“I uUnfortunately [sic], I have some difficult news which that [sic] affects you and your position with the company. Based on the continued reduction in our client’s’ [sic] spend and a restructuring of the core functions (insert group here, we had to evaluate a number of factors and took take a hard look at our future and current current and future business needs (capacity), performance, and the evolving skill sets needed for our clients and their businesses. As a result, we no longer have a role for you. This was a very difficult decision which that is affecting a number of people across Carat the entire organization. Your last day with the company will be _____________.

I know this is difficult news to handle. I want you to know that we have prepared some information that I would like to review with you now. This is important information concerning your severance, medical benefits and outplacement assistance. This is the package we have arrangedarrange [sic] for anyone affected by a reduction in staff such as this.

Please know that we value your contribution to the company and want to help you as with your transition into the next stage of your professional career. Let’s review your package and make sure you understand what we have provided. We also have outplacement services to offer you as a part of your transition if you are interested in taking advantage of that service.

If you would like to go home today and come back tomorrow to clean out your desk or office, you are free to do so. We would like you to meet with your manager following our meeting to transition your work. We will be communicating to your team today. Your manager will be contacting clients. We ask that you do not contact your any clients to discuss this situation. As Since this is affecting a number of people, we will be communicating to the office later today what has occurred.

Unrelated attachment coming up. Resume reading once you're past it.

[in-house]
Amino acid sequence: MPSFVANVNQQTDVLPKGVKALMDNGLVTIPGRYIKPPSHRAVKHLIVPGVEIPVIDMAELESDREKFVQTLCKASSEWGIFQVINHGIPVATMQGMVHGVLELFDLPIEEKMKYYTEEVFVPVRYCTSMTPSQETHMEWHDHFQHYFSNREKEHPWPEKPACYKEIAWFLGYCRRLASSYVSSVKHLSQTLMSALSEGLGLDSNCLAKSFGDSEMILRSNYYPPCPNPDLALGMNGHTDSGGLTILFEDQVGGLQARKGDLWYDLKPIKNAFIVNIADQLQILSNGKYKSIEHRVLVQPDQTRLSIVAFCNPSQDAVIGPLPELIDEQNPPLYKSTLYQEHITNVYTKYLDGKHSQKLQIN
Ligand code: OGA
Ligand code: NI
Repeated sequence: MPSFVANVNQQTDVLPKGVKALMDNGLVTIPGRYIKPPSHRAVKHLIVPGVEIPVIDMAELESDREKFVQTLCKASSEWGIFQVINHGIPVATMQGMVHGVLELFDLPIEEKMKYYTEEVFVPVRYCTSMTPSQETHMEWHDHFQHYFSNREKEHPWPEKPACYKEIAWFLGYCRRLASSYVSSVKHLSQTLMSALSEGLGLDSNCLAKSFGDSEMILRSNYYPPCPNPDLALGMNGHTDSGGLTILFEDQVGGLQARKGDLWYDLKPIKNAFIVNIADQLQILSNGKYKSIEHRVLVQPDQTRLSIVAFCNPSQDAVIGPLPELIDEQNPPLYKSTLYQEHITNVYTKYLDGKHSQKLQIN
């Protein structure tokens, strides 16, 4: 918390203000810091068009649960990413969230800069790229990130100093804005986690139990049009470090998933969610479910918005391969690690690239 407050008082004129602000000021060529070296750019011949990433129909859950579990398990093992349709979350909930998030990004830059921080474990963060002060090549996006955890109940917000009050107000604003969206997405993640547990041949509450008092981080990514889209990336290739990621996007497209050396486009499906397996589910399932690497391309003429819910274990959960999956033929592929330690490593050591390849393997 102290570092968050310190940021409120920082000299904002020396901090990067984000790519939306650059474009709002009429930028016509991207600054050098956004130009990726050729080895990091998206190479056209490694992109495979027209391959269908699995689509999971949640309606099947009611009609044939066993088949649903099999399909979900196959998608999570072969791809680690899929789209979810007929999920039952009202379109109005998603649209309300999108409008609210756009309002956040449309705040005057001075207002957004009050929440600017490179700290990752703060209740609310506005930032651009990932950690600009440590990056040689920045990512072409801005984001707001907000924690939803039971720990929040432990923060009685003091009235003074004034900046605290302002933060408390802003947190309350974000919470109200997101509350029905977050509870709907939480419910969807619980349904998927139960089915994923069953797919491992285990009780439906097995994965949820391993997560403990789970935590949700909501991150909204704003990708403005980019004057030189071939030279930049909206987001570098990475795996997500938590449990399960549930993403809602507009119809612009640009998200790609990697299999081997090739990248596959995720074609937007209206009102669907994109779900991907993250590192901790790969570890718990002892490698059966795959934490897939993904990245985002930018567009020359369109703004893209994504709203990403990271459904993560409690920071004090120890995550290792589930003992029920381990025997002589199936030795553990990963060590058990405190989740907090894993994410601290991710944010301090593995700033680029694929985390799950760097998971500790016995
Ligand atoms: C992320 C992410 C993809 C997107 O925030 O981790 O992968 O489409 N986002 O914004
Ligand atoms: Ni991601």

Please review the materials that we have provided for you. You have one week (or 45 days depending on situation) to review your severance agreement, sign it and return it to me. In the meantime, don’t hesitate to call me if you have any questions.”

Look, I know people get laid off, but do it with some humanity for god sake.

Wanna talk to us? Email at: agencyspy at gmail dot com for Mat.
Or, superspyin at gmail dot com for SuperSpy. Or hell, use the comments or tip box, too.

More: Campbell-Ewald’s Mandate To Laid-Off Employees

Beavis moves to Carat (*heh heh*)

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Let’s hear it for cheap takes on people’s last names — but Ian Beavis is off to join Carat in their LA office as an EVP, executive client director (whatever that is — the job titles at agencies become more & more ridiculous on a daily basis.)

Prior to his new gig, Beavis was most recently vp of marketing, public relations and product planning for Kia Motors America — where he bailed out in February when the CEO at the time also pulled the plug. He did help raise sales 11% during his time there though — he brought humor to the brand, which was fighting a perception of inferior quality as well as a reputation for bland styling when he joined.

Prior to Kia, Beavis held senior marketing positions at Ford and Mitsubishi Motors. He was also CEO of FCB in Seattle and San Francisco, and he has held posts at Bozell and Saatchi & Saatchi.